Innerspeaker - (Import CD)
Discovery Miles 2 190
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- Rock & Pop
- Mono / Stereo
- Kevin Parker
- Innerspeaker [Digipak]
Personnel: Kevin Parker (vocals).
Audio Mixer: Dave Fridmann.
Recording information: Poon's Head, Fremantle (06/2009-08/2009); Wave House, Injidup, Western Australia (06/2009-08/2009).
The limpid lysergic swirls and squalling fuzz-toned riffs that populate Tame Impala's debut clearly owe a hefty, heartfelt debt to the hazy churn of late-'60s/early-'70s psych rock, but the members of this Perth threesome are hardly strict revivalists. In comparison to their similarly inspired contemporaries, they chart a course somewhere between Dungen's lovingly meticulous replication of their chosen style and Malachai's deconstructive, electronically enabled pastiche of same, deftly skirting the potential for parodic excess that comes with either extreme. Balancing an obvious reverence for their sonic forebears with subtly contemporary production tweaks, they make straddling two disparate eras feel like the most comfortable, effortless thing in the world. And that sense of unforced, unpretentious ease is fundamental to what makes Innerspeaker so simply, viscerally pleasurable: there's so much that Tame Impala get so wonderfully right here --ÿa distinct but understated undercurrent of melody, a relaxed but ever-present sense of groove, a crystal crispness and deliberateness to the sound even when it's treated with a healthy dousing of buzz and reverb --ÿwithout seeming like they're trying at all hard. Despite a classic power trio configuration and relatively limited use of overdubbing, the album frequently feels so sonically massive, so thick with ringing guitars, walls of effects, and tremendous, reverberating drums, that it's hard to believe it's the work of a mere threesome. Kudos are perhaps in order to neo-psych mainstay Dave Fridmann, who mans the mixing boards here with a relish and restraint that helps make this one of the most tasteful (and tasty) records on his recent r‚sum‚. Credit frontman Kevin Parker's lazily drawled, remarkably Lennon-esque vocals, too, (frequently Leslie'd or otherwise processed, which helps) with giving the album an extra air of free-floating authenticity (while only occasionally giving up anything as specific and tangible as a substantially intelligible lyric). It's only infrequently that individual songs manage to stand out from the surrounding fluid, atmospheric haze -- typically when the band decides to leave its hooks a bit of space to breathe, as on the chunky, chugging closer "I Don't Really Mind" or the crisp, snakily phased guitar lick cementing the deliciously poppy "Solitude Is Bliss." But the dearth of standout tracks here hardly feels like an issue --ÿindeed, Innerspeaker coasts so beautifully on its blissful, billowing waves of sound that readily discernible hooks almost seem like gratuitous distractions. ~ K. Ross Hoffman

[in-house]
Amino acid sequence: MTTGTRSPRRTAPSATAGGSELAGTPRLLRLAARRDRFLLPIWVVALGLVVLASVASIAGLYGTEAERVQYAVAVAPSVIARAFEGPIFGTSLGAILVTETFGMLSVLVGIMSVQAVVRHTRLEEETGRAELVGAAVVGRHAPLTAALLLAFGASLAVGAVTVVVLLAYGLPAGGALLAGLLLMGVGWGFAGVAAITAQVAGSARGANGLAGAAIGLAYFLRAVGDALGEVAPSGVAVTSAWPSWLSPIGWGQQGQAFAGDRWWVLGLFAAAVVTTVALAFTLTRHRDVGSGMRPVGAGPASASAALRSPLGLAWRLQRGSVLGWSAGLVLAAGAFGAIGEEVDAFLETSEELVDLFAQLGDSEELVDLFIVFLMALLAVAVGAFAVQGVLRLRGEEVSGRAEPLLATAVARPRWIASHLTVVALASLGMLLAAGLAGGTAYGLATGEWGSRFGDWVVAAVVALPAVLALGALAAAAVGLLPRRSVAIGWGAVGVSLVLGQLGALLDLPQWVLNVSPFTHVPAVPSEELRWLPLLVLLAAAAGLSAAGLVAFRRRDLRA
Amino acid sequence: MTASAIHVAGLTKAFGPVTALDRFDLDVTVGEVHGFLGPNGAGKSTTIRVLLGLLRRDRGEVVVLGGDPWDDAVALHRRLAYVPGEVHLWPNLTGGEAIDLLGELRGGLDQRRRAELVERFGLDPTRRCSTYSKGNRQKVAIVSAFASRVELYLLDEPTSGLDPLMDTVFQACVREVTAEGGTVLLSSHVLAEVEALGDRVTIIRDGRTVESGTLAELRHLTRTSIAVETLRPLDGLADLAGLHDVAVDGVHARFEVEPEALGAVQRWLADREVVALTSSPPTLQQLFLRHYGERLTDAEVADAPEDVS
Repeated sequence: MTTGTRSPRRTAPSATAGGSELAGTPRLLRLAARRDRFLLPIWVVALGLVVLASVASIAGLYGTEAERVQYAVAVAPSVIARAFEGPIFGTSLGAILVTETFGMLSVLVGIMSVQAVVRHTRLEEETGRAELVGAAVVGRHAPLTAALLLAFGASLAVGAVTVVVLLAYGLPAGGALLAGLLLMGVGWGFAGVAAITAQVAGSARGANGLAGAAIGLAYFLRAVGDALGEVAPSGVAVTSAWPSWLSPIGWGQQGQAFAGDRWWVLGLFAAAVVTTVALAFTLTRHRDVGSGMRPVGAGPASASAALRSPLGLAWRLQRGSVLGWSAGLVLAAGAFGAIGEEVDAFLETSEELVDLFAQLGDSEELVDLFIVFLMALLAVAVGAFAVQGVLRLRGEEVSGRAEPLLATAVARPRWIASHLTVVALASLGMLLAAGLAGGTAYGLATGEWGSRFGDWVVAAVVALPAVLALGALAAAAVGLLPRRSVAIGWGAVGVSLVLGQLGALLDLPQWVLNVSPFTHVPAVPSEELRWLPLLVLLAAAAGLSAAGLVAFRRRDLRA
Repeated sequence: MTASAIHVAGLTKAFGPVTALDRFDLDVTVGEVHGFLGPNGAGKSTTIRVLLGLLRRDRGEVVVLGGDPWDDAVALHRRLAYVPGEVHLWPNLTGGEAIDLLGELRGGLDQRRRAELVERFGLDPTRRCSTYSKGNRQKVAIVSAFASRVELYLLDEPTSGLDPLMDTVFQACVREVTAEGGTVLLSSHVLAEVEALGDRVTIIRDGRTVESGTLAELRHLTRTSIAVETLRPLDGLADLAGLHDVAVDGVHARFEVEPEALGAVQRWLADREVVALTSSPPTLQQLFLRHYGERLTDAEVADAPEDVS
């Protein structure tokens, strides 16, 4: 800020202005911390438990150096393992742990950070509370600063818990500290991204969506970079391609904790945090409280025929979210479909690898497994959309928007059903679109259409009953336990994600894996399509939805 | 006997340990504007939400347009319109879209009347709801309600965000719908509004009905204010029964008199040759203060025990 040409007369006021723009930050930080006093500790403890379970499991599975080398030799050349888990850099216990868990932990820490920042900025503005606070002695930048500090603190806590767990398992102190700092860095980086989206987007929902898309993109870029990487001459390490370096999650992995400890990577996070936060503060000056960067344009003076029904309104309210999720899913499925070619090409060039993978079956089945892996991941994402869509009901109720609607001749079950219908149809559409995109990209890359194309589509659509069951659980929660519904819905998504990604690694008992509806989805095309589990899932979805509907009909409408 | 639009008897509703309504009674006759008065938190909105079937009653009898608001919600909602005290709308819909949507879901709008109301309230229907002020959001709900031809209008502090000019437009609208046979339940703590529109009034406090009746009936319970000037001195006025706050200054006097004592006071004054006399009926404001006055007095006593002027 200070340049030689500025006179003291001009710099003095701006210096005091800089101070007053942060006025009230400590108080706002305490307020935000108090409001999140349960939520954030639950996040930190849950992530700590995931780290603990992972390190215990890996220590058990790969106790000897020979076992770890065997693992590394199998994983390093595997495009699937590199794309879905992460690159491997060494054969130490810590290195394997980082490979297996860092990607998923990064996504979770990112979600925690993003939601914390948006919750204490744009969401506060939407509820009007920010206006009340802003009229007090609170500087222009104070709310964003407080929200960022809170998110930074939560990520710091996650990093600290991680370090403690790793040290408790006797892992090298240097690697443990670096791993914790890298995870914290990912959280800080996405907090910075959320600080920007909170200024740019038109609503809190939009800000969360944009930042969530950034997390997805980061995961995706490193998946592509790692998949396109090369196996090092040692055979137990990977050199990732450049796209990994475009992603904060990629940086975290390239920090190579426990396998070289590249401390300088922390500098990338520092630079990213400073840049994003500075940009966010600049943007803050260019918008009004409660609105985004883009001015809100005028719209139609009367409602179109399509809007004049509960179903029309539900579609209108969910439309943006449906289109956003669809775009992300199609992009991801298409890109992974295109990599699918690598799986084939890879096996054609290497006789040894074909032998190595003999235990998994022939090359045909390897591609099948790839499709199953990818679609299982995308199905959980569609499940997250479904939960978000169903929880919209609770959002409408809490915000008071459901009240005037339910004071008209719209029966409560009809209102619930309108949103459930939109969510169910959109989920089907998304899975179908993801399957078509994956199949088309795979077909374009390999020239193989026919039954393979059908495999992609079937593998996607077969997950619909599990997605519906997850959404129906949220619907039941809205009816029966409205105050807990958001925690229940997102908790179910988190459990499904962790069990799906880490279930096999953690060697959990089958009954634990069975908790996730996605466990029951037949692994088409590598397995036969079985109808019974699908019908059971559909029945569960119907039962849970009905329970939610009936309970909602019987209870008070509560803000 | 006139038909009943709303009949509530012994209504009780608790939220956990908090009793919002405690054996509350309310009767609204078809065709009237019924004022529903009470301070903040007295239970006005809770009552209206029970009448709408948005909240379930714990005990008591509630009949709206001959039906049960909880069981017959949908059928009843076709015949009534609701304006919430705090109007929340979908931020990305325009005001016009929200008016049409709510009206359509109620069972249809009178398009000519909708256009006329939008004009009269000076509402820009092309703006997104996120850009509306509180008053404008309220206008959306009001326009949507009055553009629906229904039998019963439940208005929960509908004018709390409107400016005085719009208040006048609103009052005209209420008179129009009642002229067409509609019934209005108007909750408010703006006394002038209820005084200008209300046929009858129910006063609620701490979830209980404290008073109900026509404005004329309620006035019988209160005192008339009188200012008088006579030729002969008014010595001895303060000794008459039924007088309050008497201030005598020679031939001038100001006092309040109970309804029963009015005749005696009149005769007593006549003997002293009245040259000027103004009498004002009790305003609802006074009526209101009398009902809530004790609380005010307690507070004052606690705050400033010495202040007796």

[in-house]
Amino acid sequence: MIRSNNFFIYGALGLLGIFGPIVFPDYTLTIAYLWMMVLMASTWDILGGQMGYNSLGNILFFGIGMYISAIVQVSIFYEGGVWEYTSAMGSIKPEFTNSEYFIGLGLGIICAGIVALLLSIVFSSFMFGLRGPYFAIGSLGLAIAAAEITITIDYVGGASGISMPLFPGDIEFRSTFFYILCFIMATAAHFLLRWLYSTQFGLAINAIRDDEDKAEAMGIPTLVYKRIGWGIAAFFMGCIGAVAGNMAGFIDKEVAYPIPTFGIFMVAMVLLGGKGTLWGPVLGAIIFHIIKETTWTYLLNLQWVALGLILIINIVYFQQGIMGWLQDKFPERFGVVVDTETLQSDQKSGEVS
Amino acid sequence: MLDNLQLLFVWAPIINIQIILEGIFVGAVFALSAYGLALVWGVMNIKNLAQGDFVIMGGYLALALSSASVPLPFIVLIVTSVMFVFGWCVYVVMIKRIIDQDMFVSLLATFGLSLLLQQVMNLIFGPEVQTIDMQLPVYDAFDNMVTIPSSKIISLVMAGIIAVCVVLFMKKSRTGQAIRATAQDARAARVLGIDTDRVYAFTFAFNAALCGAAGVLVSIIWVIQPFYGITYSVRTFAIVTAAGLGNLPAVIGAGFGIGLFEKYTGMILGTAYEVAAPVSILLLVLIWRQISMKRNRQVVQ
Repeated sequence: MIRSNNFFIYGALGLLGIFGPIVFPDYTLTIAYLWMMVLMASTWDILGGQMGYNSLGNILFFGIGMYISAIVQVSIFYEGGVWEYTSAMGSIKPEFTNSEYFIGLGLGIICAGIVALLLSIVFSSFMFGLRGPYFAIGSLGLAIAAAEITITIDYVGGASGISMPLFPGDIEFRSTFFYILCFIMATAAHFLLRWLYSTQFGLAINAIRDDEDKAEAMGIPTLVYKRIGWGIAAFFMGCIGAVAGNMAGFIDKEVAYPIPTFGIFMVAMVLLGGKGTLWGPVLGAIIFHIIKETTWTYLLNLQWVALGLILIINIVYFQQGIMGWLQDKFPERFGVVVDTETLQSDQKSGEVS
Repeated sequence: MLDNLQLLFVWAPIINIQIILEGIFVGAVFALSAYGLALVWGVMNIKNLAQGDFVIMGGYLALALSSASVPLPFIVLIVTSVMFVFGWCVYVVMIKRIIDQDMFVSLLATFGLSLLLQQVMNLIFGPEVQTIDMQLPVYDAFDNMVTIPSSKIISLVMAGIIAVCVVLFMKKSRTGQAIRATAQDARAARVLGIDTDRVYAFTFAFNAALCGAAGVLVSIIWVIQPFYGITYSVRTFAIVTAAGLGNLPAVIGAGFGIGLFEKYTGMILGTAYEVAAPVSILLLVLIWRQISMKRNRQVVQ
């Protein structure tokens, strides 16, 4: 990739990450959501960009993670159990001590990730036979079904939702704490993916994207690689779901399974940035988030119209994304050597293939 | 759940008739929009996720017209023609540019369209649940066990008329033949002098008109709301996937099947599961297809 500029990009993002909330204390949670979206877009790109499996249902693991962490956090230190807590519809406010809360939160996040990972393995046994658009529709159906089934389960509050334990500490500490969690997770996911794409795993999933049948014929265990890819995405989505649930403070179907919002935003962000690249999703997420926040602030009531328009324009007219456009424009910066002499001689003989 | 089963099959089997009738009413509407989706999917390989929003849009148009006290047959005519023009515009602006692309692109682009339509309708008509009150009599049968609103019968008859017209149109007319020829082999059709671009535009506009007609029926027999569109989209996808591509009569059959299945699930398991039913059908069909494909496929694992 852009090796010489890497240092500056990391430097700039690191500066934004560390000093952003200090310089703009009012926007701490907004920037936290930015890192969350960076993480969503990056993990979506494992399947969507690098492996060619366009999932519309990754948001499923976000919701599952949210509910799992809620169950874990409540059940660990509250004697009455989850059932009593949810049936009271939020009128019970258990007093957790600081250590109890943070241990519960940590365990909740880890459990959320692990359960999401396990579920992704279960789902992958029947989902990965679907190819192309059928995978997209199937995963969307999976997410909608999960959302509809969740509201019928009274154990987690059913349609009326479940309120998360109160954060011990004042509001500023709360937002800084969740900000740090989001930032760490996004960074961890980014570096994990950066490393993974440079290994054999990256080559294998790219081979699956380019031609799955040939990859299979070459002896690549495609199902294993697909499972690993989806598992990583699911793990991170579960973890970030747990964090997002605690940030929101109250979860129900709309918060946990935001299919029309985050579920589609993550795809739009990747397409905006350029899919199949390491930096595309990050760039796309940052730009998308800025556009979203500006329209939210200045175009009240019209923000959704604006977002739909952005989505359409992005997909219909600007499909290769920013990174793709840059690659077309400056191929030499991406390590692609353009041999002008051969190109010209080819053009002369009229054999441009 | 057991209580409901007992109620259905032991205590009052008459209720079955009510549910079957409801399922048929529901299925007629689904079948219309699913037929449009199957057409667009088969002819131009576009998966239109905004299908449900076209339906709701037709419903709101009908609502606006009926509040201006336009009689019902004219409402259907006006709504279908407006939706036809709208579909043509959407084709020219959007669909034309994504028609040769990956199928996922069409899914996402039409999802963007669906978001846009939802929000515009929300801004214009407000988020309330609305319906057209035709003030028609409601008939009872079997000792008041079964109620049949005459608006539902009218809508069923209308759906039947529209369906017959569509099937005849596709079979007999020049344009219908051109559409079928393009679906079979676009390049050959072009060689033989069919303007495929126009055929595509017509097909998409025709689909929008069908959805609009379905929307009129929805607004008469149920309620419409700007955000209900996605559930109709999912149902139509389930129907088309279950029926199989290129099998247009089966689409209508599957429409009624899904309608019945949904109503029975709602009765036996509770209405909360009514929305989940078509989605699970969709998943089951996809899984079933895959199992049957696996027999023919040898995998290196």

- Country of Origin
- Modular Records
- Studio / Live
- Tame Impala
- Songs / Tracks
- [ Disc 01 Track 01 ] It's Not Meant to Be
- [ Disc 01 Track 02 ] Desire Be Desire Go
- [ Disc 01 Track 03 ] Alter Ego
- [ Disc 01 Track 04 ] Lucidity
- [ Disc 01 Track 05 ] Make Up Your Mind?
- [ Disc 01 Track 06 ] Solitude Is Bliss
- [ Disc 01 Track 07 ] Jeremy's Storm
- [ Disc 01 Track 08 ] Expectations
- [ Disc 01 Track 09 ] Bold Arrow of Time
- [ Disc 01 Track 10 ] Runway, Houses, City, Clouds
- [ Disc 01 Track 11 ] I Don't Really Mind
- [ Disc 01 Track 12 ] [CD-ROM Track]
- Universal Distribution
CMJ - "[W]ith guitar echoes that go on for what seems like eternity....Vocalist Kevin Parker is already receiving comparisons to John Lennon..."
Mojo (Publisher) (p.99) - 4 stars out of 5 -- "[An] intensely enjoyable 12-track Antipodean stoner-rock odyssey..."
Pitchfork (Website) - "INNERSPEAKER is a psychedelia-heavy outing that toys with paisley pop, stoner vibes, and an expansive array of swirling guitars."
Uncut (magazine) (p.104) - 4 stars out of 5 - "There's a shoegaze dreaminess within Tame Impala, as well as lashings of effects on almost every note played..."
- 106m 30s
- Video Disabled
- Kevin Parker; Tim Holmes
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